Chemoradiotherapy to the pelvis can cause infertility. If infertility is an issue for you or your partner, talk to the team looking after you. They can refer you to a fertility specialist before starting treatment.
We have more information about radiotherapy and fertility.
We also have information about chemotherapy and fertility and ways to preserve fertility.
How do you have chemoradiotherapy?
You have treatment in the hospital radiotherapy department as an outpatient.
Before you begin treatment, the radiotherapy team will decide how much radiation you need. They divide it into a number of smaller treatments. They call each treatment a fraction.
Before starting your treatment, you will attend a planning appointment. You will have a CT scan and the radiographers will make pen marks or small tattoos on your skin. These marks or tattoos are used during your treatment to ensure the radiotherapy is accurately targeted at the cancer.
Your treatment starts a few days or up to 3 weeks after the planning session. You have radiotherapy from an external machine called a linear accelerator.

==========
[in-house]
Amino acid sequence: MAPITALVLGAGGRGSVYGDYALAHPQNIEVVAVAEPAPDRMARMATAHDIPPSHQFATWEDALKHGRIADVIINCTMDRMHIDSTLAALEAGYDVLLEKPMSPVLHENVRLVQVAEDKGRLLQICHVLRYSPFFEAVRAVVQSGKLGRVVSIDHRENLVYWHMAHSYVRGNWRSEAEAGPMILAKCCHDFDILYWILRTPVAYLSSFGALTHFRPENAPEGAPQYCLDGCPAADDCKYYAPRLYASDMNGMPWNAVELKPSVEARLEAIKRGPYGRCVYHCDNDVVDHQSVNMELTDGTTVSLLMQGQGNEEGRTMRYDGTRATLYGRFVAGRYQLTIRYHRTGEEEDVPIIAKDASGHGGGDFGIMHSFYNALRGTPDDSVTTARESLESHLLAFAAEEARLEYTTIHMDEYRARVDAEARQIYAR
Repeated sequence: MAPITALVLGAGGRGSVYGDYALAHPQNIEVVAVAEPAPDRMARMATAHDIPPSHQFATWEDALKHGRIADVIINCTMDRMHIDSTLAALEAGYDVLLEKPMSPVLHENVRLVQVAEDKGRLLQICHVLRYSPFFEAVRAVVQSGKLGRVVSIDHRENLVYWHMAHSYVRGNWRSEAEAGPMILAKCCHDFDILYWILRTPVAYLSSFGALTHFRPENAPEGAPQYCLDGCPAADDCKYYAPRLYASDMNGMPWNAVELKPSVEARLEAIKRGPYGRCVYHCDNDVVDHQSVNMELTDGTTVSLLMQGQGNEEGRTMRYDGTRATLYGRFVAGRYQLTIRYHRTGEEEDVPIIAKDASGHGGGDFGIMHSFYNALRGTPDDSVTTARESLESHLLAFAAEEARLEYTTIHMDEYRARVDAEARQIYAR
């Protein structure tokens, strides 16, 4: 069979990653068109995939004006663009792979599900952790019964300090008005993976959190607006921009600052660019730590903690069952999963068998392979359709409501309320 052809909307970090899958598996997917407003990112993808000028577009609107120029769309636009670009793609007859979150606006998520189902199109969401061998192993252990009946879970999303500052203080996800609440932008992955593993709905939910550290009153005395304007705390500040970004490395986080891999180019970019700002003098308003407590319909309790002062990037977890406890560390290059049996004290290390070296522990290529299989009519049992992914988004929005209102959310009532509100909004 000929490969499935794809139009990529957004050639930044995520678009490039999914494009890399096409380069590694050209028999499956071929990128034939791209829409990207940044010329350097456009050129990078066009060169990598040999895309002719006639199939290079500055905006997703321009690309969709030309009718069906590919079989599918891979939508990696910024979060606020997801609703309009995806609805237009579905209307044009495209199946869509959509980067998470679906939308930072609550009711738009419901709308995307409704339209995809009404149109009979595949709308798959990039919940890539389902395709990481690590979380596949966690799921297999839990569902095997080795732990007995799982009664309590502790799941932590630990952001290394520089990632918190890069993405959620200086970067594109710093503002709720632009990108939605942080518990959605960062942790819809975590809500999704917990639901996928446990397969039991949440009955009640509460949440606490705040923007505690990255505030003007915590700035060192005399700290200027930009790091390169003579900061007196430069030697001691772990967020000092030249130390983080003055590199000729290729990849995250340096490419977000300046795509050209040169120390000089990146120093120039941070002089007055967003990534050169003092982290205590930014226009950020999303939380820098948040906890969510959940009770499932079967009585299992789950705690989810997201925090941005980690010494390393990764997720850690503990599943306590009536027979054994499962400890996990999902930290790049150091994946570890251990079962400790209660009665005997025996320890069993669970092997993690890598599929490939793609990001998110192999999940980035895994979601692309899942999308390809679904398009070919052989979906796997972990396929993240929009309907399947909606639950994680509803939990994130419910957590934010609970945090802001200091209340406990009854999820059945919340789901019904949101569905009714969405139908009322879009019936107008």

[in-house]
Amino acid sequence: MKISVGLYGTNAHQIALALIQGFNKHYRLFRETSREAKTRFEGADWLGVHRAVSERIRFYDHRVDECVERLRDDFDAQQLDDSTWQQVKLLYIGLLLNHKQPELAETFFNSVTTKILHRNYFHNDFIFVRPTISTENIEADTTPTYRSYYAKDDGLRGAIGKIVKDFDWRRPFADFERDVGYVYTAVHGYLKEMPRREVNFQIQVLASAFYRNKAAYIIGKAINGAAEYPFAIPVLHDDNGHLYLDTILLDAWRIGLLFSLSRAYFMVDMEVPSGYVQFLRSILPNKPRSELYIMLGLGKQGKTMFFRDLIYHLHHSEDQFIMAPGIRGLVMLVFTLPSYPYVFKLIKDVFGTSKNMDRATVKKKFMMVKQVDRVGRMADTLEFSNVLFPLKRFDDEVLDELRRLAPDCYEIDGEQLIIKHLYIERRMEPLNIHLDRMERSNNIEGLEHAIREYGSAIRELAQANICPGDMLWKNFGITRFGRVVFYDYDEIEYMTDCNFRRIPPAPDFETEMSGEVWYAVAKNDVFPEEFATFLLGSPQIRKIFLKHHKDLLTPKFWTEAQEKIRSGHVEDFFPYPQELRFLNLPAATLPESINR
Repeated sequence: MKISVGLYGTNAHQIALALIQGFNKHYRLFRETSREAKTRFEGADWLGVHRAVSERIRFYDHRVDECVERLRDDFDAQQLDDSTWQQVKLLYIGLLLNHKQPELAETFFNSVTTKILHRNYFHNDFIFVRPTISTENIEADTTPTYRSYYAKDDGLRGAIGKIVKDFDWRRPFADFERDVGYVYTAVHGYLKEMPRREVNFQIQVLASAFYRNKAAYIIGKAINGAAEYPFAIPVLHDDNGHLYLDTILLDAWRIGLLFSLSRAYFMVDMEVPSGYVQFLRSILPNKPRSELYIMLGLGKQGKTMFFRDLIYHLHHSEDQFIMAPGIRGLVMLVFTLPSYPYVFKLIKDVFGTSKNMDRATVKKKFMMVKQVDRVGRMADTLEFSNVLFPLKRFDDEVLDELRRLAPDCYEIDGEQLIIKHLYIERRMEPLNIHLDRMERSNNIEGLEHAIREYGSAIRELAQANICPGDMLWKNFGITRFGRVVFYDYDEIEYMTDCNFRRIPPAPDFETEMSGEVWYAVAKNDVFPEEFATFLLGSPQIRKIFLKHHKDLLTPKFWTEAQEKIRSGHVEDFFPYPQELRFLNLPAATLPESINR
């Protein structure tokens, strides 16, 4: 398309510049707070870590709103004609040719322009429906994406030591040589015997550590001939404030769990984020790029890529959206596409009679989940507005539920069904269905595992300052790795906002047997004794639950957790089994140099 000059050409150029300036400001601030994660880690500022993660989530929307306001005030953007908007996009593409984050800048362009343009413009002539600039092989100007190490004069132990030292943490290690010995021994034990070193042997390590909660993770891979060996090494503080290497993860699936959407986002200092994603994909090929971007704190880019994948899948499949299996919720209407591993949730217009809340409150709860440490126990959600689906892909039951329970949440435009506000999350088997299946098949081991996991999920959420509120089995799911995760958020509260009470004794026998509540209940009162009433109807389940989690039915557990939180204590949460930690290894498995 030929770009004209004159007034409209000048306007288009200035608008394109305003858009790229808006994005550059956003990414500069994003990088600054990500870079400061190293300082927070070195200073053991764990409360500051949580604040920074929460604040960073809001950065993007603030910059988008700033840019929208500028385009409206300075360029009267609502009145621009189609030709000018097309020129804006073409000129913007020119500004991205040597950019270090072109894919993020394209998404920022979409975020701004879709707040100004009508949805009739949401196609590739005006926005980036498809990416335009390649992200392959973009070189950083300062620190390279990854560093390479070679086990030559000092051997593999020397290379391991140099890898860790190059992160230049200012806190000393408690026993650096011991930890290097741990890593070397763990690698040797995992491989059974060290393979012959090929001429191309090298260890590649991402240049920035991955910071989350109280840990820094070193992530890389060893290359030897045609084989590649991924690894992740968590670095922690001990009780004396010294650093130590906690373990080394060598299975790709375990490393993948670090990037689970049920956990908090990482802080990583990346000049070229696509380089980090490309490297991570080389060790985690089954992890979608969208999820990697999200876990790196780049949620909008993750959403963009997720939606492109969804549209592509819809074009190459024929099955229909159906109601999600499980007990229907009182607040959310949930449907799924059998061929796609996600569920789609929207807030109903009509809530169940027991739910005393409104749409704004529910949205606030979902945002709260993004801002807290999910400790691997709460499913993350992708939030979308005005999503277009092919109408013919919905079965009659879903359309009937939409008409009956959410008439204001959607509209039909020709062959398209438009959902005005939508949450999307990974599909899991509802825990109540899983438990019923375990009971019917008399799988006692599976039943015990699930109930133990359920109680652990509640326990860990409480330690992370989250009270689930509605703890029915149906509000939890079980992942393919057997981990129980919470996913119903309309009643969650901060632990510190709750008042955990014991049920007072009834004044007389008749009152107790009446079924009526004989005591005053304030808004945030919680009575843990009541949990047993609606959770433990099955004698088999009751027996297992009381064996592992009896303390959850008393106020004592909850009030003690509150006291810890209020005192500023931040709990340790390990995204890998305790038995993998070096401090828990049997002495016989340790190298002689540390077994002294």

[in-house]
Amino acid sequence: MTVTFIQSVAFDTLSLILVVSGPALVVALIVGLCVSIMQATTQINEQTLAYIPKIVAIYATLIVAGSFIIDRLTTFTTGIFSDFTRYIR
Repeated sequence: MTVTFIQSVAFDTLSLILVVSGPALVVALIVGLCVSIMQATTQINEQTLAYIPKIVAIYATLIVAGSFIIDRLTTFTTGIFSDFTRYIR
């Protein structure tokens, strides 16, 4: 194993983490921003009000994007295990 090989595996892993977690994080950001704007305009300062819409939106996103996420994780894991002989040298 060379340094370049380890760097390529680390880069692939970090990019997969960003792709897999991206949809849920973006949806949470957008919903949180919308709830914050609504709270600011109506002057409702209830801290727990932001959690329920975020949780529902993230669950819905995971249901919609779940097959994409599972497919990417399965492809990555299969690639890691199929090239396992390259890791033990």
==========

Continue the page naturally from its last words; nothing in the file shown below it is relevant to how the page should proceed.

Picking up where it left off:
It is a daily treatment, five days a week for around 5 weeks.
Daniel (senior radiographer): “Before your treatment starts your doctor will need to work out exactly where the treatment needs to go, and also which parts need to be avoided by the treatment.
To have radiotherapy, you lie in the same position as you did for your planning scans.
We then line up the machine based on your tattoo marks.
It's really important that you stay very very still when you're having your treatment. It’s also important to let the radiographers know right at the beginning if you're not comfortable, so they can adjust your position”.
(Radiographer): “Ok, all done we'll be back in a couple of minutes”.
(Daniel): “We leave the room and control the machine from a separate room. This is so we aren't exposed to radiation.
Treatment takes a few minutes and you'll be able to talk to us using an intercom.
We can see and hear you while you're having your treatment and will check that you're OK.